It's been hard to shift through myth and fact as the football legend and the Penn State Athletic Department remained silent about the arrest and arraignment of former assistant coach Jerry Sandusky in connection with alleged sexual abuse of children over 15 years.
Some Penn State students rioted after the school's Board of Trustees fired Paterno on Wednesday night, and greeted the coach at his house as if they were leading a pep rally. And more focus has centered on how grand jury testimony in the case could impact the Penn State program than how it might affect the alleged victims.
That's why it was refreshing to see Magic Johnson's tweet, which noted the good work Paterno had done through a storied 46-year career, but recognized the need for the coach to be held accountable for what authorities say was a failure to report Sandusky's alleged transgressions to the police.
"Coach Paterno is the winningest coach in college football, a hero & a champion. Thank you for all you did for football & the Big 10," Johnson tweeted. "He helped turn young men into champions & men. Penn State's Board of Trustees had to act swiftly & make a tough decision."
Before Penn State fans latch on to Johnson's intentions as being those of a Michigan State alum, consider Johnson's Monday news conference highlighting the 20th anniversary of his retirement after being diagnosed as HIV-positive.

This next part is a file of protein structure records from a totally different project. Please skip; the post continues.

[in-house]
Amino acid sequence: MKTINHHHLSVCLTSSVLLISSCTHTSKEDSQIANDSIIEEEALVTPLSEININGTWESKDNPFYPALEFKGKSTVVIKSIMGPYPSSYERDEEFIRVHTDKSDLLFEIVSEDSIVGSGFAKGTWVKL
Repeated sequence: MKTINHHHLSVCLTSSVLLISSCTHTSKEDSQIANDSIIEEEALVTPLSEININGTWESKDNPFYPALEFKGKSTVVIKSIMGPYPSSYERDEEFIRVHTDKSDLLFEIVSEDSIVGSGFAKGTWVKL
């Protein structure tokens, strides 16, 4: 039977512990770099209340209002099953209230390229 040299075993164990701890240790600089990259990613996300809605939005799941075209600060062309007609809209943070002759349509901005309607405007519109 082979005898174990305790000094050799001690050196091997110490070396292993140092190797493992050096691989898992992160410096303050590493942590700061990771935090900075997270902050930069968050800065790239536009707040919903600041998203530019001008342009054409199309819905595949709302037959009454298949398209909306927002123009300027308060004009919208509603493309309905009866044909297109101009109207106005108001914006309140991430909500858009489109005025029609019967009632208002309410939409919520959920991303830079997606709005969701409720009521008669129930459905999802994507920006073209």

The two situations may not be comparable, but the way Johnson and Penn State have addressed their controversies couldn't be more different. Penn State has hidden behind news-release statements, canceled a Paterno news conference and attempted to put the focus on football. Johnson has been open about his disease, despite any backlash he faced concerning his infidelities, his legacy or any stigma associated with the virus.
As somber as the 20th-anniversary event was at times, it was also celebratory because Johnson managed to make an overwhelmingly negative situation into something good, using his platform to spread awareness and raise funds for HIV treatment.
The allegations in the Sandusky case are deplorable, but Penn State still has an opportunity to deal with situation as best it can, notably taking steps to ensure proper child protection and greater accountability.
As someone who has demonstrated the need to hold himself accountable, it's perfectly appropriate for Johnson to address Penn State's situation.
"I was speaking to Paterno as a coach not supporting his handling of the situation," Johnson tweeted. "He himself admitted that he wish he had done more. We must always protect our kids."
-- Mark Medina
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